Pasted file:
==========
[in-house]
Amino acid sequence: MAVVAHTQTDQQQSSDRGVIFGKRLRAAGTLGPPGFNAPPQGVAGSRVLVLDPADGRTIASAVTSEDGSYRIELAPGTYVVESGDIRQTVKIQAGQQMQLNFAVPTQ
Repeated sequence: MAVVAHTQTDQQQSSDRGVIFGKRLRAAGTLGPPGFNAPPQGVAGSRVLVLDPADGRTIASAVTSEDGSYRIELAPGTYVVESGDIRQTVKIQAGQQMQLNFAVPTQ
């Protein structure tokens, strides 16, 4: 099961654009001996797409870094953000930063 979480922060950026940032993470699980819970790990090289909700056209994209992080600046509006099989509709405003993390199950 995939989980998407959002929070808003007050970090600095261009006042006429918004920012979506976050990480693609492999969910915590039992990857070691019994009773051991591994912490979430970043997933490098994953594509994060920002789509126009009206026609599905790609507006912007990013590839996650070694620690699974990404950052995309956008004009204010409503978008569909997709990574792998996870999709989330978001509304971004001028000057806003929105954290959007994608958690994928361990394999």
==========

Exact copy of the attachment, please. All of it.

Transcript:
[in-house]
Amino acid sequence: MAVVAHTQTDQQQSSDRGVIFGKRLRAAGTLGPPGFNAPPQGVAGSRVLVLDPADGRTIASAVTSEDGSYRIELAPGTYVVESGDIRQTVKIQAGQQMQLNFAVPTQ
Repeated sequence: MAVVAHTQTDQQQSSDRGVIFGKRLRAAGTLGPPGFNAPPQGVAGSRVLVLDPADGRTIASAVTSEDGSYRIELAPGTYVVESGDIRQTVKIQAGQQMQLNFAVPTQ
């Protein structure tokens, strides 16, 4: 099961654009001996797409870094953000930063 979480922060950026940032993470699980819970790990090289909700056209994209992080600046509006099989509709405003993390199950 995939989980998407959002929070808003007050970090600095261009006042006429918004920012979506976050990480693609492999969910915590039992990857070691019994009773051991591994912490979430970043997933490098994953594509994060920002789509126009009206026609599905790609507006912007990013590839996650070694620690699974990404950052995309956008004009204010409503978008569909997709990574792998996870999709989330978001509304971004001028000057806003929105954290959007994608958690994928361990394999």